Scientific reports 2018 04 098(1) 5705 doi 10.1038/s41598-018-23943-w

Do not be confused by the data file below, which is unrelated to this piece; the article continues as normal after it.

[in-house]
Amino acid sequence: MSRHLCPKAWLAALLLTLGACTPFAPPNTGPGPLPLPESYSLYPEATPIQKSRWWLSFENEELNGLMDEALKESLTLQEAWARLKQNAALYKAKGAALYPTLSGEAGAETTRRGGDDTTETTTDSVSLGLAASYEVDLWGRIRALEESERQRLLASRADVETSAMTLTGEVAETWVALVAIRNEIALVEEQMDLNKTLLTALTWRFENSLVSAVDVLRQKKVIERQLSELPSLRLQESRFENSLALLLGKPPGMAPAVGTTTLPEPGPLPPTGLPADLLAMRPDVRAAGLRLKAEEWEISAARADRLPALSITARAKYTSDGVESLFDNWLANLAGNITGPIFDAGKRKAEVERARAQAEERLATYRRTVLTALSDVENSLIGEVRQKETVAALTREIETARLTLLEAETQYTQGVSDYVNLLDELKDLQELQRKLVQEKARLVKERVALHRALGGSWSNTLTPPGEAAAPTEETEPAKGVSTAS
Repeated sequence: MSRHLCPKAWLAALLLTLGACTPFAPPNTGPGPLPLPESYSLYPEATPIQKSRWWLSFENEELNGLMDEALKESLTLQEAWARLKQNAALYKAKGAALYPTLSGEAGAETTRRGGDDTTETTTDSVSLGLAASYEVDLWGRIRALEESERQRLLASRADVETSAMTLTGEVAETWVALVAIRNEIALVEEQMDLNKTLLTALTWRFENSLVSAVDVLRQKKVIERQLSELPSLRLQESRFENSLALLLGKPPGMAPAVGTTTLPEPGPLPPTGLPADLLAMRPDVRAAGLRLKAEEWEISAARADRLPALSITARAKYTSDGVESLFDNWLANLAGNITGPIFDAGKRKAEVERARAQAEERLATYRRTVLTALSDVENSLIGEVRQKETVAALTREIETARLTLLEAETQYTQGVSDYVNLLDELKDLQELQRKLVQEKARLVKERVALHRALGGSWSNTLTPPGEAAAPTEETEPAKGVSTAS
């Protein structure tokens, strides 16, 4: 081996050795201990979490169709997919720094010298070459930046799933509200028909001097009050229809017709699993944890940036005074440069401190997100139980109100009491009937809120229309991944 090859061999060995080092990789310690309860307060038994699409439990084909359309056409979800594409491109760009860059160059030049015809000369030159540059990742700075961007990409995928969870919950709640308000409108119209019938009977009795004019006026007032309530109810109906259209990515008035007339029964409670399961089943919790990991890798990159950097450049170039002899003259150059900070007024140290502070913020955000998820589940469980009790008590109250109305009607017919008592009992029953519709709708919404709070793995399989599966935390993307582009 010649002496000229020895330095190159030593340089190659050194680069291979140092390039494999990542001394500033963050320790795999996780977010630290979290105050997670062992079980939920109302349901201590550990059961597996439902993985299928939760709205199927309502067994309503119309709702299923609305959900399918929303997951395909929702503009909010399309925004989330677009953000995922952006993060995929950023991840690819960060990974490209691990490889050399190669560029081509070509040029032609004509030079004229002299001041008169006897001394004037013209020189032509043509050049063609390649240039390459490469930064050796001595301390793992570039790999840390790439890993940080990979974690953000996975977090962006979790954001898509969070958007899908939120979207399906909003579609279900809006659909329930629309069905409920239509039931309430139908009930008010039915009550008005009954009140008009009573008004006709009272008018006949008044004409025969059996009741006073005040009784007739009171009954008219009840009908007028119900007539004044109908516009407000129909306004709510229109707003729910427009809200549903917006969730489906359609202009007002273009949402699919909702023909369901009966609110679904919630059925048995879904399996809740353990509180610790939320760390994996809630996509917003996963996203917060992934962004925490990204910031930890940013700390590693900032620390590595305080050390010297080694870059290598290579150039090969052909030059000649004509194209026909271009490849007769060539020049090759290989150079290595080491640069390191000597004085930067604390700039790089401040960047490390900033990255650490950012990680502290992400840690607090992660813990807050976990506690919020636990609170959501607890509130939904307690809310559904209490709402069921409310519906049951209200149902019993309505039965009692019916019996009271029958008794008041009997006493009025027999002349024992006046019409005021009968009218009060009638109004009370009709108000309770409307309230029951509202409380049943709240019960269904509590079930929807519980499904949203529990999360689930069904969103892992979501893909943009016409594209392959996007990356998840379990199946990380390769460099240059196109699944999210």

Dendritic cells (DCs) have the potential to elicit long-lasting anti-tumour immune responses. Most of the clinical trials of anti-cancer DC vaccines are based on monocyte-derived DCs (Mo-DCs). However, their outcomes have shown limited promise especially in multiple myeloma (MM) patients. Here, we investigated whether in vitro generated Mo-DCs from MM patients (MM-DCs) possess impaired functionality, thus contributing to the limited success of DC vaccines. We generated MM-DCs and compared them with DCs from healthy donors (HD-DCs). The yield of DCs in MM was 3.5 fold lower than in HD sets. However morphology, phenotype, antigen uptake and allo-T cell stimulation were comparable. Migration and secretion of IL12p70 and IFN-γ (in DC-T cell co-cultures) were significantly reduced in MM-DCs. Thus, MM-DCs were compromised in functionality. This impairment could be attributed to autocrine secretion of IL6 by MM-monocytes and activation of their P38 MAPK pathway. This indicates a need to look for alternative sources of DCs.